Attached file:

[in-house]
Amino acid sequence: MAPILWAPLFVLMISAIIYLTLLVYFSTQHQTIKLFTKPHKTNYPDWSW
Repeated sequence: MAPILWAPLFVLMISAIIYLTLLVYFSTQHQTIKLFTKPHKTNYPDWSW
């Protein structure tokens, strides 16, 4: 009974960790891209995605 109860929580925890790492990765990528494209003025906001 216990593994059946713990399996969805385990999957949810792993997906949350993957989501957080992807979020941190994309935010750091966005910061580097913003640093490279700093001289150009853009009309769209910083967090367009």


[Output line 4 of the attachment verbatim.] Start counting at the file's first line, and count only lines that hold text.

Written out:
């Protein structure tokens, strides 16, 4: 009974960790891209995605 109860929580925890790492990765990528494209003025906001 216990593994059946713990399996969805385990999957949810792993997906949350993957989501957080992807979020941190994309935010750091966005910061580097913003640093490279700093001289150009853009009309769209910083967090367009």